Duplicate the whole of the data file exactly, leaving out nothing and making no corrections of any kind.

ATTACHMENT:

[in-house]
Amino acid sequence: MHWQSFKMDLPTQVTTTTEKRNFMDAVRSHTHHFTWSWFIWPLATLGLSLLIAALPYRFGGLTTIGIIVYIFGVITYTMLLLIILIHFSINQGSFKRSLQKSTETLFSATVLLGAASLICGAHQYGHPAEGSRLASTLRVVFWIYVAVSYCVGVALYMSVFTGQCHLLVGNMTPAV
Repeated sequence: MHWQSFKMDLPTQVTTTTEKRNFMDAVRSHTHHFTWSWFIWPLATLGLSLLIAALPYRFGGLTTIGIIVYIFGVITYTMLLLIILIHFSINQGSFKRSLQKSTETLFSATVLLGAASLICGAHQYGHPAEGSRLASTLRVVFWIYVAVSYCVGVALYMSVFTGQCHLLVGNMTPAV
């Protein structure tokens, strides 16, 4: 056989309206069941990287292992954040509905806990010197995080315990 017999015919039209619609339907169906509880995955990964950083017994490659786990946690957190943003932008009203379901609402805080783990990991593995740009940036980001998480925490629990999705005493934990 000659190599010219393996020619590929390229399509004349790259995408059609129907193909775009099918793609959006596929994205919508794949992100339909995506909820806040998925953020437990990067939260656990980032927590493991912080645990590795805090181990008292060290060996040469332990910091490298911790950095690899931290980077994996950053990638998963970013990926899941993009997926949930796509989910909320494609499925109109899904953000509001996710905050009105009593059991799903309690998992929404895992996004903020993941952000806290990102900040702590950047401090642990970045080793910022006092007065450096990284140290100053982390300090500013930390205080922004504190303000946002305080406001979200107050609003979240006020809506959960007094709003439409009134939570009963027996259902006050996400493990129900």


[in-house]
Amino acid sequence: MHWQSFKMDLPTQVTTTTEKRNFMDAVRSHTHHFTWSWFIWPLATLGLSLLIAALPYRFGGLTTIGIIVYIFGVITYTMLLLIILIHFSINQGSFKRSLQKSTETLFSATVLLGAASLICGAHQYGHPAEGSRLASTLRVVFWIYVAVSYCVGVALYMSVFTGQCHLLVGNMTPAV
Repeated sequence: MHWQSFKMDLPTQVTTTTEKRNFMDAVRSHTHHFTWSWFIWPLATLGLSLLIAALPYRFGGLTTIGIIVYIFGVITYTMLLLIILIHFSINQGSFKRSLQKSTETLFSATVLLGAASLICGAHQYGHPAEGSRLASTLRVVFWIYVAVSYCVGVALYMSVFTGQCHLLVGNMTPAV
């Protein structure tokens, strides 16, 4: 056989309206069941990287292992954040509905806990010197995080315990 017999015919039209619609339907169906509880995955990964950083017994490659786990946690957190943003932008009203379901609402805080783990990991593995740009940036980001998480925490629990999705005493934990 000659190599010219393996020619590929390229399509004349790259995408059609129907193909775009099918793609959006596929994205919508794949992100339909995506909820806040998925953020437990990067939260656990980032927590493991912080645990590795805090181990008292060290060996040469332990910091490298911790950095690899931290980077994996950053990638998963970013990926899941993009997926949930796509989910909320494609499925109109899904953000509001996710905050009105009593059991799903309690998992929404895992996004903020993941952000806290990102900040702590950047401090642990970045080793910022006092007065450096990284140290100053982390300090500013930390205080922004504190303000946002305080406001979200107050609003979240006020809506959960007094709003439409009134939570009963027996259902006050996400493990129900």